FilmTaiwan announces the inauguration of the Taiwan Film Festival in Iceland and the UK. The festival celebrates Taiwan’s long and tempestuous history and diverse cultural heritage through the uncensored lens of independent Taiwanese filmmakers.
An exciting programme of films will cover a broad range of topical issues that are both particular to Taiwan and also speak to a global audience – including LGBTQ rights, ethnicity, land rights, environment and politics. As the only Mandarin-speaking country in the world who promotes freedom of speech, Taiwan has a powerful voice to tell stories others cannot.
Kicking off in Iceland, the festival will run from 8 – 24 March. The opening film, The Great Buddha + will be featured as part of the StockFish Film Festival and the rest of the programme will be screened at independent cinema Bió Paradis and IDNÓ, a popular events space next to the
Reykjavík Town Hall.
“Bringing the Taiwan Film Festival to Iceland and the UK was an obvious fit because of the strong roots of storytelling and independent filmmaking on each of these islands. Iceland’s festival programme is inspired by films which give a voice to forgotten places and peoples,” says festival
curator Aephie Chen.
This will be a trailblazing festival programme with over 50% of the films screened made by female directors and the showing of a number of films which have never been released in Iceland or the UK. Several of the Taiwan-based filmmakers will attend the Taiwan Film Festival for
post-screening Q&As, a storytelling workshop, as well as a special reception, “The Storyteller from Taiwan” on 20 March to celebrate Wei Te-Sheng’s work.
The festival will open with a screening of the award-winning The Great Buddha +, directed by Huang Hsin-Yao, a black comedy looking at political corruption through the eyes of two disenfranchised lonely losers. This will be followed by a Q&A with the director.
There will also be a selection of short films starting with the The Glamorous Boys of Tang – a gender-bending, surreal story which was developed from an unfilmed scene from the 1985 cult film Tang Chao Chi Li, due to the censorship laws of the time. Female director, Heather Tsui’s debut Long Time No Sea is a feel-good, family drama set in the indigenous Tao community of Taiwan’s Orchid Island.
Three intricate and seemingly unrelated storylines are interwoven into one in Chen Singing’s God Man Dog, a thrilling Taiwanese drama that illustrates the conflicts between city and countryside, immigrants and indigenous people, as well as the different religions that exist on the island.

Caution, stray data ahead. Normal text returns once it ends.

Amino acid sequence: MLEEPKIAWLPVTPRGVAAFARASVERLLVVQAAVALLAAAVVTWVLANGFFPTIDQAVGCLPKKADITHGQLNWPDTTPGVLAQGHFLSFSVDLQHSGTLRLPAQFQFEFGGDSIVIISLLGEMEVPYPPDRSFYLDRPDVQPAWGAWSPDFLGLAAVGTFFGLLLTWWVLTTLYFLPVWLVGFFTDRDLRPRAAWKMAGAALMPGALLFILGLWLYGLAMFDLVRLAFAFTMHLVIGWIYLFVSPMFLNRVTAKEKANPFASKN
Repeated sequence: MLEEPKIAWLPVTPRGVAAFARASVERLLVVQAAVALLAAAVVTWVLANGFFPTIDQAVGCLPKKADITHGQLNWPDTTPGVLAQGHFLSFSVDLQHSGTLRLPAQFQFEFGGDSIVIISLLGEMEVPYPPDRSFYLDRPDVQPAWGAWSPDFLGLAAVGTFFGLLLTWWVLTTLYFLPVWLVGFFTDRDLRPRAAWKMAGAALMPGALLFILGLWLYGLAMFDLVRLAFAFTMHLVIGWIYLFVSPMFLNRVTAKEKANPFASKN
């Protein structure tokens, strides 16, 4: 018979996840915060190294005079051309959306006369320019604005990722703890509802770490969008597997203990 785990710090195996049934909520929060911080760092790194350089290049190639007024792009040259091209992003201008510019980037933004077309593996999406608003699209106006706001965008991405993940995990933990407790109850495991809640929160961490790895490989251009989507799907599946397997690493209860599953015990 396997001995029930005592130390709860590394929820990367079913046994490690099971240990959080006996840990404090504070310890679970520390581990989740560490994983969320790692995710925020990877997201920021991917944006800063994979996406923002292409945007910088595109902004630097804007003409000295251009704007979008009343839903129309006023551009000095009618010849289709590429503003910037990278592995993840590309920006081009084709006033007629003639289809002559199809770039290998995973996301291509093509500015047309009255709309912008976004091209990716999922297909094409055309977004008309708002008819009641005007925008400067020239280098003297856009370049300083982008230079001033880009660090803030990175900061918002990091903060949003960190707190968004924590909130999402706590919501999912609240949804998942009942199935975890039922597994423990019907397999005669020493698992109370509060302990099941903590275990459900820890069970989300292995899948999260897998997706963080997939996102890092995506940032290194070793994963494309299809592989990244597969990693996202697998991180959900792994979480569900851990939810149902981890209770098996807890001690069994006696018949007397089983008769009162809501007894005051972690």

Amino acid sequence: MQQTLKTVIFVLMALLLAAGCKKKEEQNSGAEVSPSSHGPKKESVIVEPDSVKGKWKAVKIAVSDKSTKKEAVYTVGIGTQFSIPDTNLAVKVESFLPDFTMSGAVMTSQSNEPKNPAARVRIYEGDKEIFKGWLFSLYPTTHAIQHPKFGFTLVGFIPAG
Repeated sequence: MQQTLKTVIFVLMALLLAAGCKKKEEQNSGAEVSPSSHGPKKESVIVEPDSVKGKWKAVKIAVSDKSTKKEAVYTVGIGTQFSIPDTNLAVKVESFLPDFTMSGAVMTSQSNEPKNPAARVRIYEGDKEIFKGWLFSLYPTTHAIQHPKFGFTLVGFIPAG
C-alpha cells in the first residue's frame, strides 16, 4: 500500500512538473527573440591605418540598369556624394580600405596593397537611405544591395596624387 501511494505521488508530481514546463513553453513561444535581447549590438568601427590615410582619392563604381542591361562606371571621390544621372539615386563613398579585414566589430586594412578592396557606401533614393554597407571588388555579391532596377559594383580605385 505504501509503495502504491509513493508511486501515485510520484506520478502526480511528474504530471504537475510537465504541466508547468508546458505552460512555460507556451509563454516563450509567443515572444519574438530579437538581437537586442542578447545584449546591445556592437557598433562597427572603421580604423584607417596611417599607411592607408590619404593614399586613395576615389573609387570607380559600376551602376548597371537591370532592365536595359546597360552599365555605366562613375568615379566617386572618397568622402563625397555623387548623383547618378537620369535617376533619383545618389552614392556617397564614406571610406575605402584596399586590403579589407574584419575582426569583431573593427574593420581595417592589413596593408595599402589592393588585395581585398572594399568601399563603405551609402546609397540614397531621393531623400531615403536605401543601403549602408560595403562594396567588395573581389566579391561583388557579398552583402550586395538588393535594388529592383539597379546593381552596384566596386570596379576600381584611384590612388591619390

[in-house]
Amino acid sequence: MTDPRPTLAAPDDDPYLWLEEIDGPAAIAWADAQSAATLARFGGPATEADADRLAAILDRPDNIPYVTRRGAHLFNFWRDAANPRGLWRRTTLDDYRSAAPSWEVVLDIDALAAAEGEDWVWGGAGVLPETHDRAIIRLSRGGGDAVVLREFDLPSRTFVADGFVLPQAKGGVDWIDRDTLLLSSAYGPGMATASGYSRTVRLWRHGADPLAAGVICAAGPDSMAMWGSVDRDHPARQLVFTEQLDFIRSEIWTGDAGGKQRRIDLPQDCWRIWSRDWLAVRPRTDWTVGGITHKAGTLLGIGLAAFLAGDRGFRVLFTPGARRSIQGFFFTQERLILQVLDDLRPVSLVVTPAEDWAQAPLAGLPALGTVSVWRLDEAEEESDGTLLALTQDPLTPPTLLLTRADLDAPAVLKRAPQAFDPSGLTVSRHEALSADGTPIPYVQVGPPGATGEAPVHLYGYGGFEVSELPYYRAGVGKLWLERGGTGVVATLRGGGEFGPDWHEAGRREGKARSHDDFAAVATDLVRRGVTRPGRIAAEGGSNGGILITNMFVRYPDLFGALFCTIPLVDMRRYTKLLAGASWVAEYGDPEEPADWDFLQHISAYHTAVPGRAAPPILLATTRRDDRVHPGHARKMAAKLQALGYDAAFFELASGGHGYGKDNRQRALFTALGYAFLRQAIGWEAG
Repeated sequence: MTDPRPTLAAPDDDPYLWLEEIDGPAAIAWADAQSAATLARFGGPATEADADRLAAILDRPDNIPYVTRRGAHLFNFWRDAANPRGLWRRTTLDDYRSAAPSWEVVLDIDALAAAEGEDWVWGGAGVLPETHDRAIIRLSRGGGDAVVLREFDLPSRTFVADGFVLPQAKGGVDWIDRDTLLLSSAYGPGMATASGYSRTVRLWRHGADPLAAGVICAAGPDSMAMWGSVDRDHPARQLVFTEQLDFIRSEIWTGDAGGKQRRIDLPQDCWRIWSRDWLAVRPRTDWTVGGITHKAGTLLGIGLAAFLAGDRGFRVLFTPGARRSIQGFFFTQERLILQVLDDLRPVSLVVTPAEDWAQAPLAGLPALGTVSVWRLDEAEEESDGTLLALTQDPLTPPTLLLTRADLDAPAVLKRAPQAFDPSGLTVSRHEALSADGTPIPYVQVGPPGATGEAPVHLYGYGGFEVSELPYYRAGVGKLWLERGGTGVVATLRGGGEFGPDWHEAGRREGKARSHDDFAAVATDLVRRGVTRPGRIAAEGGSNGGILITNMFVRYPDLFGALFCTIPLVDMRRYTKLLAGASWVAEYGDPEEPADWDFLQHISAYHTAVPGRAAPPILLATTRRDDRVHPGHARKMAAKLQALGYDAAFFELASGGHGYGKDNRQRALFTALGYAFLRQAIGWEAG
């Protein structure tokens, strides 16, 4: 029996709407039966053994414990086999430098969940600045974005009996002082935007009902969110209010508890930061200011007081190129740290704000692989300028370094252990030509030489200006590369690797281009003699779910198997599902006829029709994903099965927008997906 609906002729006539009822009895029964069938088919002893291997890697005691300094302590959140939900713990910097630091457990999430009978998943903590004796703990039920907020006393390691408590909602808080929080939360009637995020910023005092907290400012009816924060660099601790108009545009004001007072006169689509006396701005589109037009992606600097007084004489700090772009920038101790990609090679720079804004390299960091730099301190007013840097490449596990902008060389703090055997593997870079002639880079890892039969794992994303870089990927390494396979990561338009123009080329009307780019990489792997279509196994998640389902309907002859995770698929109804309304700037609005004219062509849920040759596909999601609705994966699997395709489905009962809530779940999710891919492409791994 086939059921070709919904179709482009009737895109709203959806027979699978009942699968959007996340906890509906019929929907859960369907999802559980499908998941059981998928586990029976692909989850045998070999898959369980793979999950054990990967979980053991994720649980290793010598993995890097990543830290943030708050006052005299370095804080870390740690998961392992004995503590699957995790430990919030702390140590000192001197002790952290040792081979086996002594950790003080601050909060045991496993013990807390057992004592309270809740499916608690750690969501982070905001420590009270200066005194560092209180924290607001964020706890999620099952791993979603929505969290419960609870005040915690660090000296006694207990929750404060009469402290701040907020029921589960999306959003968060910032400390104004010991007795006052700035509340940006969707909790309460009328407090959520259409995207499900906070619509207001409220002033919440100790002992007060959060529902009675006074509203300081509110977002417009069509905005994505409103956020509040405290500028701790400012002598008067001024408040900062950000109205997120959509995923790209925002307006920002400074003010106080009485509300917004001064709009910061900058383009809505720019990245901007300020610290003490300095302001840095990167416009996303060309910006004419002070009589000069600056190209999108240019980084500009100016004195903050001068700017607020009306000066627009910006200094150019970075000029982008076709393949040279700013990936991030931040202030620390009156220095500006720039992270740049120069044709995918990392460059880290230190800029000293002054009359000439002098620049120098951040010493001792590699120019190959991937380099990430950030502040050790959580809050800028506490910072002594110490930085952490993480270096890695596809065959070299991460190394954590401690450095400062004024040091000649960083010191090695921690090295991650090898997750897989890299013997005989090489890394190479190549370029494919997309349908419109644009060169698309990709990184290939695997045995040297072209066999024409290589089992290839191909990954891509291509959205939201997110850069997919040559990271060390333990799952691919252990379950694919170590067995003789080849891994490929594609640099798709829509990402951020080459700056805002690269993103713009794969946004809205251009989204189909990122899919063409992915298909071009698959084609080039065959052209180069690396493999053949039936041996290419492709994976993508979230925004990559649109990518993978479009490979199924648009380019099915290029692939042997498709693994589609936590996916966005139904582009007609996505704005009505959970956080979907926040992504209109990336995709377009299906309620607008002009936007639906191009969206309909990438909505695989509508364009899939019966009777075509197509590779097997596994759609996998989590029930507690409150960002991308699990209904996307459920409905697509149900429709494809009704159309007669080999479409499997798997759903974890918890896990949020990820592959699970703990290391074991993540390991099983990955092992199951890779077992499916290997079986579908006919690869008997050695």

And finally a collection of films from acclaimed filmmaker Wei Te-Sheng including Warriors of Rainbow: Seediq Bale, Cape No. 7, Pusu Qhuni and KANO. Each will be followed by a filmmaker Q&A or a storytelling workshop.
After the screenings in Iceland, the Taiwan Film Festival will travel to the UK in April 2019 where a second programme of independent Taiwanese films will be screened at various prestigious locations.
Taiwan Film Festival
The Taiwan Film Festival is a collaborative effort between FilmTaiwan and the Cultural Division of the Taiwan Representative Office to showcase the talented and distinct cinematic voice of Taiwan through a programme of classic and new independent films. It also aims to provide opportunities for Taiwanese filmmakers and producers to showcase their works to Icelandic and UK distributors with the goal of creating interactions between the countries.
Aephie Chen is a Taiwanese-born British filmmaker, based in London, and the founder and artistic director of the first Taiwan Film Festival in the UK and Nordic countries. After studying architecture and fashion, she has been practising her concepts and themes across set design, costume design, radio and visual artworks in Europe, USA, Japan and Taiwan. She completed an MA in filmmaking at the London Film School and now writes and directs. She has lived in many countries in her life and the stories she tells are often drawn from relationships, dreams, struggles, identities and self-exile in contemporary society.
Follow Taiwan Film Festival Iceland 2019 for the full Film programme with links for booking.
Text- and Photocredit: Film Taiwan